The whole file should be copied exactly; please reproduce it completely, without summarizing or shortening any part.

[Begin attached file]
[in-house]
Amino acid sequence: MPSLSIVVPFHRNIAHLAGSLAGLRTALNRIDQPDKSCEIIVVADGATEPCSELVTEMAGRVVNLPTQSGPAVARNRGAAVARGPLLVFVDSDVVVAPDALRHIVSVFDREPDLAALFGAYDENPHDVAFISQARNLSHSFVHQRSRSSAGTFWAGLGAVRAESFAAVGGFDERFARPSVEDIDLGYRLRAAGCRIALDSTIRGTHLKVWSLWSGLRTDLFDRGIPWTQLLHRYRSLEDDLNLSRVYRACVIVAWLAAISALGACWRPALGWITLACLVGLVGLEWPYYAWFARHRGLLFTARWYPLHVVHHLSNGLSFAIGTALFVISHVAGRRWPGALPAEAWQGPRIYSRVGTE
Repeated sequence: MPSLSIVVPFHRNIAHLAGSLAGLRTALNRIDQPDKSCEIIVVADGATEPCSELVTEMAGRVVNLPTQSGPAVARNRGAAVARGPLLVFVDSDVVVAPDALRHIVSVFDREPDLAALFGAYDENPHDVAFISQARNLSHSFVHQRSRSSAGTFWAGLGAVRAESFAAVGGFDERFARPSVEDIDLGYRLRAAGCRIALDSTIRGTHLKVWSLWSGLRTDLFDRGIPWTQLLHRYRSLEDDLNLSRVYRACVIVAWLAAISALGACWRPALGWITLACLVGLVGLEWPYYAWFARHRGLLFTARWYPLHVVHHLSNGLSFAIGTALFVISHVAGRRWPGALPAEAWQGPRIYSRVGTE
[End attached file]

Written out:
[in-house]
Amino acid sequence: MPSLSIVVPFHRNIAHLAGSLAGLRTALNRIDQPDKSCEIIVVADGATEPCSELVTEMAGRVVNLPTQSGPAVARNRGAAVARGPLLVFVDSDVVVAPDALRHIVSVFDREPDLAALFGAYDENPHDVAFISQARNLSHSFVHQRSRSSAGTFWAGLGAVRAESFAAVGGFDERFARPSVEDIDLGYRLRAAGCRIALDSTIRGTHLKVWSLWSGLRTDLFDRGIPWTQLLHRYRSLEDDLNLSRVYRACVIVAWLAAISALGACWRPALGWITLACLVGLVGLEWPYYAWFARHRGLLFTARWYPLHVVHHLSNGLSFAIGTALFVISHVAGRRWPGALPAEAWQGPRIYSRVGTE
Repeated sequence: MPSLSIVVPFHRNIAHLAGSLAGLRTALNRIDQPDKSCEIIVVADGATEPCSELVTEMAGRVVNLPTQSGPAVARNRGAAVARGPLLVFVDSDVVVAPDALRHIVSVFDREPDLAALFGAYDENPHDVAFISQARNLSHSFVHQRSRSSAGTFWAGLGAVRAESFAAVGGFDERFARPSVEDIDLGYRLRAAGCRIALDSTIRGTHLKVWSLWSGLRTDLFDRGIPWTQLLHRYRSLEDDLNLSRVYRACVIVAWLAAISALGACWRPALGWITLACLVGLVGLEWPYYAWFARHRGLLFTARWYPLHVVHHLSNGLSFAIGTALFVISHVAGRRWPGALPAEAWQGPRIYSRVGTE